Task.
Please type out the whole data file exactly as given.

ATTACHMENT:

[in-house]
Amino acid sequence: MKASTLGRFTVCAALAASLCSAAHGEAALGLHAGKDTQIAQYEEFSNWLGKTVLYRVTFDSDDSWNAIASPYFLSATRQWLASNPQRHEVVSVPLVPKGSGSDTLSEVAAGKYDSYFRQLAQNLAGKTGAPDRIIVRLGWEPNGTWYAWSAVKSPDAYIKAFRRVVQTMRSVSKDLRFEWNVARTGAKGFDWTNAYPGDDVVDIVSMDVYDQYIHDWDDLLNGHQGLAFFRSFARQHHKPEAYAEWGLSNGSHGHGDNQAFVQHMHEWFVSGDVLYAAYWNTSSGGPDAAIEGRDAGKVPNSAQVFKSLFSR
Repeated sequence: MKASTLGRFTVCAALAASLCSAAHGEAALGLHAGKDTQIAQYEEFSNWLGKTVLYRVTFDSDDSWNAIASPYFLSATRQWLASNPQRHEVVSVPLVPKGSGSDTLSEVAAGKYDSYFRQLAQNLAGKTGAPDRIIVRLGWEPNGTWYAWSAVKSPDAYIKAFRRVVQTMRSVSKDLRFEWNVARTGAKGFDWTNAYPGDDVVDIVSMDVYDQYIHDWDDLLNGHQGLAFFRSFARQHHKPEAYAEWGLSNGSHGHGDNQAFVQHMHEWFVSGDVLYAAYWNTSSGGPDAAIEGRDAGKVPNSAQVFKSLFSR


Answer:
[in-house]
Amino acid sequence: MKASTLGRFTVCAALAASLCSAAHGEAALGLHAGKDTQIAQYEEFSNWLGKTVLYRVTFDSDDSWNAIASPYFLSATRQWLASNPQRHEVVSVPLVPKGSGSDTLSEVAAGKYDSYFRQLAQNLAGKTGAPDRIIVRLGWEPNGTWYAWSAVKSPDAYIKAFRRVVQTMRSVSKDLRFEWNVARTGAKGFDWTNAYPGDDVVDIVSMDVYDQYIHDWDDLLNGHQGLAFFRSFARQHHKPEAYAEWGLSNGSHGHGDNQAFVQHMHEWFVSGDVLYAAYWNTSSGGPDAAIEGRDAGKVPNSAQVFKSLFSR
Repeated sequence: MKASTLGRFTVCAALAASLCSAAHGEAALGLHAGKDTQIAQYEEFSNWLGKTVLYRVTFDSDDSWNAIASPYFLSATRQWLASNPQRHEVVSVPLVPKGSGSDTLSEVAAGKYDSYFRQLAQNLAGKTGAPDRIIVRLGWEPNGTWYAWSAVKSPDAYIKAFRRVVQTMRSVSKDLRFEWNVARTGAKGFDWTNAYPGDDVVDIVSMDVYDQYIHDWDDLLNGHQGLAFFRSFARQHHKPEAYAEWGLSNGSHGHGDNQAFVQHMHEWFVSGDVLYAAYWNTSSGGPDAAIEGRDAGKVPNSAQVFKSLFSR